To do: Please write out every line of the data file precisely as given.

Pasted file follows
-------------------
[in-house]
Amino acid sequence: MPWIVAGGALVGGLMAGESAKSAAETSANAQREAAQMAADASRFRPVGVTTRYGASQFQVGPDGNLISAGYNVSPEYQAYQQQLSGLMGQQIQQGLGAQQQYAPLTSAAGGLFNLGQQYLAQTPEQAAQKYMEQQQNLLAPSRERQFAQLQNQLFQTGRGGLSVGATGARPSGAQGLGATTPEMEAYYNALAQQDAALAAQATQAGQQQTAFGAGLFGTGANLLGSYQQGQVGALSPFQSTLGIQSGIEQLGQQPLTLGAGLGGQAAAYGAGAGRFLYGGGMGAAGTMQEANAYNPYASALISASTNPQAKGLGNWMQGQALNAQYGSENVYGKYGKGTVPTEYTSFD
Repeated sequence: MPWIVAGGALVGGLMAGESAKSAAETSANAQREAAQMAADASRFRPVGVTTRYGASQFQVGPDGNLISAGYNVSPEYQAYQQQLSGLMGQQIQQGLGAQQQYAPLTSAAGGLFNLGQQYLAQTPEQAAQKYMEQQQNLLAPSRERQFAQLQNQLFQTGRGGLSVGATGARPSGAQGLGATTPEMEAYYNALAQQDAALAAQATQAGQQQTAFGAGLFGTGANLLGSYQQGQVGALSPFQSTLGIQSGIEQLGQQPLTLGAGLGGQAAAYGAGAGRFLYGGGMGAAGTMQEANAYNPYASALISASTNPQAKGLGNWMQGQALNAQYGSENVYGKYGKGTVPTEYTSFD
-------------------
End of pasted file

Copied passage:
[in-house]
Amino acid sequence: MPWIVAGGALVGGLMAGESAKSAAETSANAQREAAQMAADASRFRPVGVTTRYGASQFQVGPDGNLISAGYNVSPEYQAYQQQLSGLMGQQIQQGLGAQQQYAPLTSAAGGLFNLGQQYLAQTPEQAAQKYMEQQQNLLAPSRERQFAQLQNQLFQTGRGGLSVGATGARPSGAQGLGATTPEMEAYYNALAQQDAALAAQATQAGQQQTAFGAGLFGTGANLLGSYQQGQVGALSPFQSTLGIQSGIEQLGQQPLTLGAGLGGQAAAYGAGAGRFLYGGGMGAAGTMQEANAYNPYASALISASTNPQAKGLGNWMQGQALNAQYGSENVYGKYGKGTVPTEYTSFD
Repeated sequence: MPWIVAGGALVGGLMAGESAKSAAETSANAQREAAQMAADASRFRPVGVTTRYGASQFQVGPDGNLISAGYNVSPEYQAYQQQLSGLMGQQIQQGLGAQQQYAPLTSAAGGLFNLGQQYLAQTPEQAAQKYMEQQQNLLAPSRERQFAQLQNQLFQTGRGGLSVGATGARPSGAQGLGATTPEMEAYYNALAQQDAALAAQATQAGQQQTAFGAGLFGTGANLLGSYQQGQVGALSPFQSTLGIQSGIEQLGQQPLTLGAGLGGQAAAYGAGAGRFLYGGGMGAAGTMQEANAYNPYASALISASTNPQAKGLGNWMQGQALNAQYGSENVYGKYGKGTVPTEYTSFD